Part 2: AI's Creative Future [A Series]

Robotic Emotions: Will AI Ever Understand Emotions the Way We Do?

In the first installment of our AI series, we defined what AI is and explored why so many people are fearful of its rapid development. (You can read Part 1 here.) Now we'll explore AI's emotional capability.

Artificial intelligence can do a lot of impressive things that were formerly reserved for humans. It drives cars and trucks, transcribes our speech, translates foreign languages, recognizes our faces, and navigates our trips, among many other functions. It's quickly automating several areas of our lives, at least those that are straightforward and require some level of logic or strategy. These activities can be translated to code; their problems can be solved through data analysis. But what about emotions?

Emotion is "the affective aspect of consciousness". It's a mental reaction to specific stimuli, it's unique to the individual, and it inspires different physical and mental changes in the person experiencing the emotion. Can AI experience emotion if it doesn't have a conscience?

For example, when you ask Siri or Alexa a question on your mobile or home device, she isn't listening to determine if you're in a good or bad mood simply from hearing your voice. She's listening for cues (your inquiry) that indicate a problem, coupled with context such as your GPS location. She then interprets that problem in the scheme of her data and produces an answer. But what if she could read your mood and then tailor her response to it? What if AI-enabled devices could conduct sentiment analysis (i.e. recognize and respond to our emotions)?

IBM is currently using its Watson Tone Analyzer to try and make this a reality. The Tone Analyzer scans writing, tweets, reviews, and voice tones to determine a customer's mood. Based on that mood, it suggests a specific set of customer service responses that an agent can use to navigate a conversation. Companies can use the Tone Analyzer to improve call center experiences, ensuring agents correctly identify customer cues and respond appropriately, and to develop best practices for future calls. Beyond Verbal, a self-described Emotions Analytics Company, is working in this same space.

Microsoft's Project Oxford is working toward the same goal but by using facial recognition software and an emotion-detecting API.

However, despite these groundbreaking projects, The Independent special contributor Leandro Minku thinks we're still decades away from speech and facial recognition coming full circle. He argues that AI can only scan and read emotion but it's not yet able to successfully interact with it. It's the understanding and context that's the biggest problem to solve. He goes on to cite one example where AI studied human emotion to draw conclusions.

In the example, AI studied the emotions of students to determine which ones needed help. Through facial analysis, machines could detect frustration and engagement levels, thus determining if a student found the work too easy, too difficult, or just right. With this information, researchers could improve the students' experience by adjusting teaching and learning techniques and customizing their experiences.

In this instance, AI was successfully able to read emotions, but no interaction took place. Like IBM's Watson Tone Analyzer, the emotions were detected and then recommendations were made. However, there was no direct interaction between the machine and the subject (i.e. the machine automatically shifting the learning experience without human interference or conducting a dialogue with the student based on the findings). To Minku's point, solving the interaction aspect is what's necessary to move forward.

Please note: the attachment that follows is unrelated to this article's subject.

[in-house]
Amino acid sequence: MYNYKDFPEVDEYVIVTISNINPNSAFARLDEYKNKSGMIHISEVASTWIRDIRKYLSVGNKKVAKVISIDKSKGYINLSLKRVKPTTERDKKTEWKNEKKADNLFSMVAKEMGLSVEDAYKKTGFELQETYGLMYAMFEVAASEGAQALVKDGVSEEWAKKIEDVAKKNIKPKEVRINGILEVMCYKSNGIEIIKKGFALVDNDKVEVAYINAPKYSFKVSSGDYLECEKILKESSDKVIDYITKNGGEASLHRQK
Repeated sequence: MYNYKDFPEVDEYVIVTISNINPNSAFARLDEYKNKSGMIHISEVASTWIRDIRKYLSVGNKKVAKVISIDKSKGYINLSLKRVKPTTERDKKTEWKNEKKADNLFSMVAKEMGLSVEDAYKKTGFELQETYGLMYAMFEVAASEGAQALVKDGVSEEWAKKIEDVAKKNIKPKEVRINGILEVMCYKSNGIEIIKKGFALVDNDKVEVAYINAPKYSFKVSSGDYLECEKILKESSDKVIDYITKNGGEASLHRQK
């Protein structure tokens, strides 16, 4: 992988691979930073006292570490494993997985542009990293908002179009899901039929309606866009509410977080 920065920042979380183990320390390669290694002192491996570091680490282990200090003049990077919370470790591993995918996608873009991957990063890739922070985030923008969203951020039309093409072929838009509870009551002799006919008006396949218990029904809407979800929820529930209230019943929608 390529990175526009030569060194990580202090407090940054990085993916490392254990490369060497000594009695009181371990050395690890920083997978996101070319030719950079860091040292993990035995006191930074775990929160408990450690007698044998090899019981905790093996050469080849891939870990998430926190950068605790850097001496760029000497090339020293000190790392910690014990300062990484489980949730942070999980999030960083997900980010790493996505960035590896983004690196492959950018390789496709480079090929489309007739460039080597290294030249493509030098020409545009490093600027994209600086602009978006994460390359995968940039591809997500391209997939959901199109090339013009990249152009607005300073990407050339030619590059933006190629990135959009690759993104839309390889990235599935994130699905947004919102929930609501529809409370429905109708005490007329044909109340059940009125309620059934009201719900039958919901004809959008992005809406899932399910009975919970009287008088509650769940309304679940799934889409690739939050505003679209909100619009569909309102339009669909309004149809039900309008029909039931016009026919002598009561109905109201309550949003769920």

The 2015 film Ex Machina explored this topic, through the use of surrealism and horror. In the movie, an advanced female robot used human emotion to manipulate and attack humans, and eventually gain her freedom. It was an extreme example of what could happen should AI ever gain the ability to interact with human emotion in a  "human" way, but the movie also reflected some of the fears people have about giving robots feelings.

A March study, reported by Science Magazine, revealed that humans felt distress upon suspecting robots could mimic their emotions.

However, perhaps it's impossible for AI to possess and use emotions as we know them. For us, emotions are psychological. They cause behavioral and physiological responses. They're incorporated into the fiber of our being, and they're produced through incredibly complex processes in our brains. With AI, robots can study data and mimic what we do but, considering we're still learning more and more about our brains with time, it doesn't seem AI could accurately reproduce and respond to our emotions with the depth and breadth of even a teenager or young adult.

If AI's  "emotional response" is merely the result from studying data, does it qualify as actual feelings? And furthermore, if a particular AI is developed by engineers who represent a narrow group, will the AI inadvertently pass on their inherent biases? Are the people creating AI representative of a broad swath of people (race, religion, sexual orientation, gender, etc) and experiences? How will AI's  "emotional response" work for all people if all people haven't been considered or included on the front end of its development?

Human emotion is complex, and there are many factors to consider when attempting to mimic it in robots. As IBM and several studies have shown, AI can recognize emotions (with modest accuracy) and suggest a way to for humans to effectively continue the interaction. But to produce true emotion without a conscience? To conduct an emotional interaction with a human leading the way? That may not be possible for a long time. Maybe not ever.

Read Part 3.

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